OnlineStatBook (link on right) distinguishes two categories of statistical distributions:
- frequency distribution: A distribution of empirical data (as in Figure 1 to the right)
- probability distribution: A distribution of the probabilities of each possible outcome (as in Figure 2 to the right)
Investopedia (reference below) defines probability distribution as “a statistical function that describes all the possible values and likelihoods that a random variable can take within a given range.”
OnlineStatBook uses the example of the distribution of M&M candies in a bag of 55 M&M’s:
“The M&M’s were in six different colors. A quick count showed that there were 55 M&M’s: 17 brown, 18 red, 7 yellow, 7 green, 2 blue, and 4 orange [see Figure 1]… The distribution shown in Figure 1 concerns just my one bag of M&M’s. You might be wondering about the distribution of colors for all M&M’s. The manufacturer of M&M’s provides some information about this matter, but they do not tell us exactly how many M&M’s of each color they have ever produced. Instead, they report proportions rather than frequencies. Figure 2 shows these proportions. Since every M&M is one of the six familiar colors, the six proportions shown in the figure add to one. We call Figure 2 a probability distribution because if you choose an M&M at random, the probability of getting, say, a brown M&M is equal to the proportion of M&M’s that are brown (0.30).
“Notice that the distributions in Figures 1 and 2 are not identical. Figure 1 portrays the distribution in a sample of 55 M&M’s. Figure 2 shows the proportions for all M&M’s. Chance factors involving the machines used by the manufacturer introduce random variation into the different bags produced. Some bags will have a distribution of colors that is close to Figure 2; others will be further away.”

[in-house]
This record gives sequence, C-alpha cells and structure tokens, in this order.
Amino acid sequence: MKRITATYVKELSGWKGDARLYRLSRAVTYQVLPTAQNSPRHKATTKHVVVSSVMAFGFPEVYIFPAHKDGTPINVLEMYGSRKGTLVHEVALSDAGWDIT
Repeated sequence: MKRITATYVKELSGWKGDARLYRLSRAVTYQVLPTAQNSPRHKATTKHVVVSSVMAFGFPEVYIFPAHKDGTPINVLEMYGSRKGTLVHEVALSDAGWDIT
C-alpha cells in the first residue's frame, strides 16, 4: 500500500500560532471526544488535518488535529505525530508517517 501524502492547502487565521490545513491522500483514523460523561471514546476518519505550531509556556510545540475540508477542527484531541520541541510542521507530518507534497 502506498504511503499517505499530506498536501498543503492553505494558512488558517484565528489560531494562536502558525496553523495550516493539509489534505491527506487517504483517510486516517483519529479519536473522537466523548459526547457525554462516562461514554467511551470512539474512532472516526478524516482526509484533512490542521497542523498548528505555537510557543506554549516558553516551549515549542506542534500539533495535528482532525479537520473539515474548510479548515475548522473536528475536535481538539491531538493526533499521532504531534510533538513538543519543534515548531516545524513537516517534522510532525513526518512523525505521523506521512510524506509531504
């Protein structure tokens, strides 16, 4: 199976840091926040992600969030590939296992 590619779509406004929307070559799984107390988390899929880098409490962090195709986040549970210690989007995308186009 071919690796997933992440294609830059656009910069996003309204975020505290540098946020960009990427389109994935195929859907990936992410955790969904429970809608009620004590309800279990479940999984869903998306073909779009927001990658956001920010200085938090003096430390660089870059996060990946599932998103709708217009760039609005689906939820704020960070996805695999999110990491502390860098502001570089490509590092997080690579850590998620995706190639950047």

Types of probability distributions
Investopedia notes that:
“There are many different classifications of probability distributions. Some of them include the normal distribution, chi square distribution, binomial distribution, and Poisson distribution. The different probability distributions serve different purposes. The binomial distribution, for example, evaluates the probability of an event occurring several times over a given number of trials and given the event’s probability in each trial. The usual example would use a fair coin and figuring the probability of that coin coming up heads in ten straight flips.
“The most commonly used distribution is the normal distribution and it is used frequently in finance, investing, science, and engineering. The normal distribution is fully characterized by its mean and standard deviation, meaning the distribution is not skewed and does exhibit kurtosis. This makes the distribution symmetric and it is depicted as a bell-shaped curve when plotted.”
Atlas topic, subject, and course
David M. Lane and Heidi Ziemer, OnlineStatBook, at http://onlinestatbook.com/2/introduction/distributions.html,
Investopedia, Probability Distribution, at http://www.investopedia.com/terms/p/probabilitydistribution.asp, accessed 10 June 2017.
Page created by: Ian Clark, last modified 10 June 2017.
Image: Created from images on OnlineStatBook, at http://onlinestatbook.com/2/introduction/distributions.html, accessed 10 June 2017.